Veteran director and cinematographer Nick Read is no stranger to crises, patient wars and prisons. His latest documentary is not set in some distant warzone, but the Bolshoi ballet of Moscow, where the fights are different, but just as bloody. The ballet, founded in 1776, is a paragon of Russian culture. It’s also a stage for gossip and scheming, with its long history full of scandals and misfortunes. Just a few years ago one of the ballerinas claimed that dancers were required to sleep with the oligarchs funding the ballet.
In his documentary Read follows life at the Bolshoi Ballet in 2013, when Sergei Filin, the artistic director of the Ballet, was badly wounded in a violent acid attack. The acid destroyed part of Filin’s face and permanently blinded one eye. Bolshoi dancer Pavel Dmitrichenko was charged for the attack, and he ultimately confessed organising the deed. The attack divided the ballet, with some of the dancers supporting Filin and some defending Dmitrichenko.
Amidst the chaos, the show had to go on, and night after night the theatre continued to put out the best ballet performances in the world. Tensions within a ballet group are great and the strain on the dancers enormous: dancer’s profession is emotionally and physically demanding, the competition ruthless and time in the limelight short at best. The leader of a ballet has the power to make and break stars. On top of it all, Bolshoi lives in the shadow of Kremlin and conspiracy theories about the political connections run amok increasing tensions further until they sometimes explode, as happened with the violent attack on Filin.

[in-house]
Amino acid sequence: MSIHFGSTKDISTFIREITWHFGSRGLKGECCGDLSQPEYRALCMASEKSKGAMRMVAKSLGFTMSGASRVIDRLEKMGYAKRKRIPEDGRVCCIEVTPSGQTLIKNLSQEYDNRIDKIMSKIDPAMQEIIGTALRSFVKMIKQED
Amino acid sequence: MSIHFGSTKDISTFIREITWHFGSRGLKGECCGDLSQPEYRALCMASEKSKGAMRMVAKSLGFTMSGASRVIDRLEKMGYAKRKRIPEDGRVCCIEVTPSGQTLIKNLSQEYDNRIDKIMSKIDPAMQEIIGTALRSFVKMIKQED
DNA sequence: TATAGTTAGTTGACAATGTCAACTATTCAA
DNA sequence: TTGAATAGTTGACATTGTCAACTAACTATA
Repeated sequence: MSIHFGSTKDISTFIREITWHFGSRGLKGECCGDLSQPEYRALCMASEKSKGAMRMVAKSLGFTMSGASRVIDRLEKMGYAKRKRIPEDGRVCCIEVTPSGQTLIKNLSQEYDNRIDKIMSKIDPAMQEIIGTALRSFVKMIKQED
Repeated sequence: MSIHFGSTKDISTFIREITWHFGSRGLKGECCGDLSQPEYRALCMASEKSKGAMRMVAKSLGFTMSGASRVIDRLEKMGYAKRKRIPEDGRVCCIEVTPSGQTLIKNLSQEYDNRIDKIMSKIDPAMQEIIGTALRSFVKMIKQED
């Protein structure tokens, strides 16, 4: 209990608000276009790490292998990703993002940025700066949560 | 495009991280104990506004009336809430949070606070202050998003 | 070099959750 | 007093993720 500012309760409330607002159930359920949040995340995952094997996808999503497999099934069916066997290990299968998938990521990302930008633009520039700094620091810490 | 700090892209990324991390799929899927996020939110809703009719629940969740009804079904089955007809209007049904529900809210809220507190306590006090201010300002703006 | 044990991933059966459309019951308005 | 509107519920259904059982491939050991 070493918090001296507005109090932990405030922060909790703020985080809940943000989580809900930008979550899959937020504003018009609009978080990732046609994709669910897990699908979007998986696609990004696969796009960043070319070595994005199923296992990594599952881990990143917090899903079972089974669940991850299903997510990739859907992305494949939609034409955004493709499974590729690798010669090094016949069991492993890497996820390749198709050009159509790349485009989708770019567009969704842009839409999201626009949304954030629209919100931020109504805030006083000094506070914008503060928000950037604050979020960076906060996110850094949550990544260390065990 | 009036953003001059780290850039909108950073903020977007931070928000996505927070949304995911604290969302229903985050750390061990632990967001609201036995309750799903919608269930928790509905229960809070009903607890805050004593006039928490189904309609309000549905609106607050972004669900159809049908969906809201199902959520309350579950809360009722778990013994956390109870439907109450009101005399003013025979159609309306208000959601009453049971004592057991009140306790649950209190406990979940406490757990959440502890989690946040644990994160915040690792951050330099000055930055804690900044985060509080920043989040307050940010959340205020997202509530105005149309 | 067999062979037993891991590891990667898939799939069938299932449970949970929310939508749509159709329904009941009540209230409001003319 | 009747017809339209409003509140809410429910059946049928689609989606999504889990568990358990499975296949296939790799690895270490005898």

Turkka Ylinen / Translation: Tuomo Karvonen
Languages: Russian, English
- Director: Nick Read
- Country: United Kingdom
- Year: 2015
- Length: 86 min
- Age limit: S
- Format: DCP
- Cinematography: Nick Read
- Editing: David Charap, Jay Taylor
- Audio: Vasili Amotškin
- Music: Smith & Elms
- Production: Mark Franchetti / Red Velvet Films
- Cinema Sõprus: Sunday 31.01 - 14:00